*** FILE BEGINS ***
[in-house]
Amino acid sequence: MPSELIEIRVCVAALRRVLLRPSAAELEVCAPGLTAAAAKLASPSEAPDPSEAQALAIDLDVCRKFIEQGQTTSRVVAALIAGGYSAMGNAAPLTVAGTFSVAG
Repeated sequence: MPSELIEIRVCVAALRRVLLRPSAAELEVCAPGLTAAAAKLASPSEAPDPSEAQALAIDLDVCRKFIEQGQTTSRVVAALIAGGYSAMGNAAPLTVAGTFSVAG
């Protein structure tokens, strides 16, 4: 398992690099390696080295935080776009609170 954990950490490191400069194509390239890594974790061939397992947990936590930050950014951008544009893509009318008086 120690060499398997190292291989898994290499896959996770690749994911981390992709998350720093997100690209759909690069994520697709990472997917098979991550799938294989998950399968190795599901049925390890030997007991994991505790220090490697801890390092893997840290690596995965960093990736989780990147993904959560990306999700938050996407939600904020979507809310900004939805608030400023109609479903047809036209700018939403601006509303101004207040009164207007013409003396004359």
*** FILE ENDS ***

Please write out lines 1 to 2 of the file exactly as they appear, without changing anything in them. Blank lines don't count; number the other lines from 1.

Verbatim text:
[in-house]
Amino acid sequence: MPSELIEIRVCVAALRRVLLRPSAAELEVCAPGLTAAAAKLASPSEAPDPSEAQALAIDLDVCRKFIEQGQTTSRVVAALIAGGYSAMGNAAPLTVAGTFSVAG